© AF Rodrigues/ Amnesty International Brazil

Discussing the human rights situation in Brazil

Discussing the human rights situation in Brazil

A couple of weeks ago the highly controversial politician Jair Messias Bolsonaro won the first round of the presidential elections in Brazil. Far right Bolsonaro got 46% of the votes and because that is less than half, the second round will take place next week. The former military has promised citizens to combat criminality and corruption with a firm hand.

He has made some very controversial statements regarding homosexuality, reinstating the death penalty and is openly racist. He also wants to give ‘virtuous citizens’ the right to arm themselves, so that they can protect themselves against criminals. His motto is ‘a good criminal is a death criminal’.

Amnesty International has already observed many forms of police violence and is very concerned about current developments. Fighting crime should never violate the human rights of citizens. In 2015 we wrote the report ‘You killed my son’ about homicides by military police in the city of Rio de Janeiro. Extrajudicial executions at the hands of police officials are frequent in Brazil. In the context of the so-called “war on drugs”, military police forces have unnecessarily and excessively used lethal force, resulting in the deaths of thousands of people over the past decade. In 2012 over 50% of homicide victims were aged between 15 and 29, and 77% were black.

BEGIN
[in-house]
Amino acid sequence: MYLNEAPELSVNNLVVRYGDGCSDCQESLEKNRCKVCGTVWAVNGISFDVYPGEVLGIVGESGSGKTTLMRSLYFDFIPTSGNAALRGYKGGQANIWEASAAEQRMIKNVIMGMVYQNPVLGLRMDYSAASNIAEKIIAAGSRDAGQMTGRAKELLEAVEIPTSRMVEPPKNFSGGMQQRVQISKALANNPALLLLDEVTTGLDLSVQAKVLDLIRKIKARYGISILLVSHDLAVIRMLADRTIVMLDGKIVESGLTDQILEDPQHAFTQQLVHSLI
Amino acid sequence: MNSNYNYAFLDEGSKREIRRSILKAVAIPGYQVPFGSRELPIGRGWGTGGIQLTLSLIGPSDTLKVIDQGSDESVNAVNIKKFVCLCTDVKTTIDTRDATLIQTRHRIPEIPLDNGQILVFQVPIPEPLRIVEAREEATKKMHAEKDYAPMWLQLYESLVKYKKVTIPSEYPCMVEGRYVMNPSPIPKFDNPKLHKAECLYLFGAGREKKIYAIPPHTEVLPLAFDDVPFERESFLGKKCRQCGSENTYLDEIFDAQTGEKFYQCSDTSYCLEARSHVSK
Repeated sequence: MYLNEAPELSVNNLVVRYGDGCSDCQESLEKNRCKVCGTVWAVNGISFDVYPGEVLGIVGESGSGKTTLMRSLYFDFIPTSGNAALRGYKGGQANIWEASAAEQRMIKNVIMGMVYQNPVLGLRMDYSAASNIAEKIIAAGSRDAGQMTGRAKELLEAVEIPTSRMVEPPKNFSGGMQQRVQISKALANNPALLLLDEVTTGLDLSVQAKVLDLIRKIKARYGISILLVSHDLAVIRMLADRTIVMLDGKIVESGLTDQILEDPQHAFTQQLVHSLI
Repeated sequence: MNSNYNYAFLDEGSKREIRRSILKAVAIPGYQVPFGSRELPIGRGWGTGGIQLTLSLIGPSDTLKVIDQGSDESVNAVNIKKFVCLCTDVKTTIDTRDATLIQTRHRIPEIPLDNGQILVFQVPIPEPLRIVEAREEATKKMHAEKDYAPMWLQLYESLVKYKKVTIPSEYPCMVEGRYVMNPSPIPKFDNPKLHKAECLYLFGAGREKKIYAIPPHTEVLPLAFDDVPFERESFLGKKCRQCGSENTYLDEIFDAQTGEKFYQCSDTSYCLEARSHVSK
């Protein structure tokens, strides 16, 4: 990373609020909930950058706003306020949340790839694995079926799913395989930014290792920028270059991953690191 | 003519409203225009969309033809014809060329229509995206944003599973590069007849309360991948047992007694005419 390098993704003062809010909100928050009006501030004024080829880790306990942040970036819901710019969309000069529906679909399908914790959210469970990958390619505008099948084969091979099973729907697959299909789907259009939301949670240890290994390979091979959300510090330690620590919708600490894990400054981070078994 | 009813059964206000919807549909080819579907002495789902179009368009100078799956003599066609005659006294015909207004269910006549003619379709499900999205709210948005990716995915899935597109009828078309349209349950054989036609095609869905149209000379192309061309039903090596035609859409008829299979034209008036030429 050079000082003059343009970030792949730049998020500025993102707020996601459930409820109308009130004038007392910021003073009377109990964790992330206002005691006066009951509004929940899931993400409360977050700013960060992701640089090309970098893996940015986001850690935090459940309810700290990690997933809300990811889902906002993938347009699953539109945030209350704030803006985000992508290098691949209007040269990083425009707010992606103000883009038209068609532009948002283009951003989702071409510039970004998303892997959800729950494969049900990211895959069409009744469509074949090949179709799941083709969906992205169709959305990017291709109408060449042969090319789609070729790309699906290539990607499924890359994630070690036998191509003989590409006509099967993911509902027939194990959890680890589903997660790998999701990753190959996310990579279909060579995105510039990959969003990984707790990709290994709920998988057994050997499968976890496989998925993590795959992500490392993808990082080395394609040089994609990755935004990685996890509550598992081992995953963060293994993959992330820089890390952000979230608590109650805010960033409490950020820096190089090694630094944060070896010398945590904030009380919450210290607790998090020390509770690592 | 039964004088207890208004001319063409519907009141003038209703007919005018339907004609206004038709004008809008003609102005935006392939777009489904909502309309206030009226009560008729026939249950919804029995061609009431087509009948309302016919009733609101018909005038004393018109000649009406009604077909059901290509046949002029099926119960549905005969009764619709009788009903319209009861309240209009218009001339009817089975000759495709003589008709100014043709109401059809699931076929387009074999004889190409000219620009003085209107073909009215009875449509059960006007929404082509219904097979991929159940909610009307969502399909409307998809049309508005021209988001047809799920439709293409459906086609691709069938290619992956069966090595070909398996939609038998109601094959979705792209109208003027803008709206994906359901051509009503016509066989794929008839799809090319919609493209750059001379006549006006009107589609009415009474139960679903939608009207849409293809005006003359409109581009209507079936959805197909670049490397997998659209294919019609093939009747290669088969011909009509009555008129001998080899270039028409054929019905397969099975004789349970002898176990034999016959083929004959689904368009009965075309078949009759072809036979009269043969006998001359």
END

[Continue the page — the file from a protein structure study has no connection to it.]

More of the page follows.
On 2 November we organise the Masterclass ‘Police violence and youth in Brazil’ in our Amnesty house. During this masterclass we will discuss the use of lethal force by law enforcement officers which is raising serious human rights concerns, including with regard to the right to life. For this we will focus on the case of Marielle Franco, an activist who was murdered in March of this year. As a reaction, tens of thousands, especially poor black Brazilians took to the streets. As a black bisexual woman from the favelas, she tirelessly fought for human rights and against police violence which made her a hero to many young people in her country.

If want to learn more about the human rights situation in Brazil and the story of Marielle Franco (who is part of this year’s Write for Rights campaign), join our Masterclass on 2 November.

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